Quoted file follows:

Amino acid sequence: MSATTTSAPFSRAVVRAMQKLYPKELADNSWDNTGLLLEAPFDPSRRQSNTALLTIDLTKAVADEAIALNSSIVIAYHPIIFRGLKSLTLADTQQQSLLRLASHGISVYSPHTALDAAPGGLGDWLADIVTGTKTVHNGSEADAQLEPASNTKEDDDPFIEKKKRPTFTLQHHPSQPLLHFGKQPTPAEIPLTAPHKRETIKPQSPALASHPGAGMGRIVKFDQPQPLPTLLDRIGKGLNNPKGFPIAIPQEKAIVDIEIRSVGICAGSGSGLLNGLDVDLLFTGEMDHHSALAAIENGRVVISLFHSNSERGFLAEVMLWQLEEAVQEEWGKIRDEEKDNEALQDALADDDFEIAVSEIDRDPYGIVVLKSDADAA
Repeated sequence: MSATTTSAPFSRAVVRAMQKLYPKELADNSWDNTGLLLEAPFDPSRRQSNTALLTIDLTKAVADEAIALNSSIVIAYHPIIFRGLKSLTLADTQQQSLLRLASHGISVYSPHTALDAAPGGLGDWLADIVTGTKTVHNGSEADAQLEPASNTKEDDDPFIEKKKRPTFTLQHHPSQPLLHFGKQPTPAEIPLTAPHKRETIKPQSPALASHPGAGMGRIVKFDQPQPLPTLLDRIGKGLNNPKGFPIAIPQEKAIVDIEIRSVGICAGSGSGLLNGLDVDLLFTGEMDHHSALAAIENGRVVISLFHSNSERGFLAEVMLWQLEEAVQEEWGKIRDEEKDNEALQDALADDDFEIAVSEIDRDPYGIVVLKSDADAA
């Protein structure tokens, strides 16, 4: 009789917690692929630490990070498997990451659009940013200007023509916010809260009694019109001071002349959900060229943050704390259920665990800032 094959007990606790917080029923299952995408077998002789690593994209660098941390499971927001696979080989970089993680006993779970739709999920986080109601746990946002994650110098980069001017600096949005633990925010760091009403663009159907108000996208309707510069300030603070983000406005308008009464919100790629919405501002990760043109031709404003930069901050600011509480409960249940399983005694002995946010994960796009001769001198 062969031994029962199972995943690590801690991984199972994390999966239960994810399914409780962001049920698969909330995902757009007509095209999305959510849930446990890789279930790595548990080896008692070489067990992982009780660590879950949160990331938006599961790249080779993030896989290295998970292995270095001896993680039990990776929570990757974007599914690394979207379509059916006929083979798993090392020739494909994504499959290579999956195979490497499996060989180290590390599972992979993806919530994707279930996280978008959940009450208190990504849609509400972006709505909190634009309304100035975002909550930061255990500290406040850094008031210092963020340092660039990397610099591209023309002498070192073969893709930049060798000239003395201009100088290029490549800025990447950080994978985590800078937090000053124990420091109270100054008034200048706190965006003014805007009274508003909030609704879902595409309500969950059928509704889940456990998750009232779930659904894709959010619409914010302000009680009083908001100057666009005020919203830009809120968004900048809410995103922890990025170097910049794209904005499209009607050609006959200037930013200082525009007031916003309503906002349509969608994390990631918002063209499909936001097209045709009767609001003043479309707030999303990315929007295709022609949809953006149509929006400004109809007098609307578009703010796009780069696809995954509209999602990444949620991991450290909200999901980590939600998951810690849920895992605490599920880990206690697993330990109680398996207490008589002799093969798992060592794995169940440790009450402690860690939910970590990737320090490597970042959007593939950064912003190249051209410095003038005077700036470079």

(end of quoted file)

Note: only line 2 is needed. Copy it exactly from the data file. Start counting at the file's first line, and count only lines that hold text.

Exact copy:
Repeated sequence: MSATTTSAPFSRAVVRAMQKLYPKELADNSWDNTGLLLEAPFDPSRRQSNTALLTIDLTKAVADEAIALNSSIVIAYHPIIFRGLKSLTLADTQQQSLLRLASHGISVYSPHTALDAAPGGLGDWLADIVTGTKTVHNGSEADAQLEPASNTKEDDDPFIEKKKRPTFTLQHHPSQPLLHFGKQPTPAEIPLTAPHKRETIKPQSPALASHPGAGMGRIVKFDQPQPLPTLLDRIGKGLNNPKGFPIAIPQEKAIVDIEIRSVGICAGSGSGLLNGLDVDLLFTGEMDHHSALAAIENGRVVISLFHSNSERGFLAEVMLWQLEEAVQEEWGKIRDEEKDNEALQDALADDDFEIAVSEIDRDPYGIVVLKSDADAA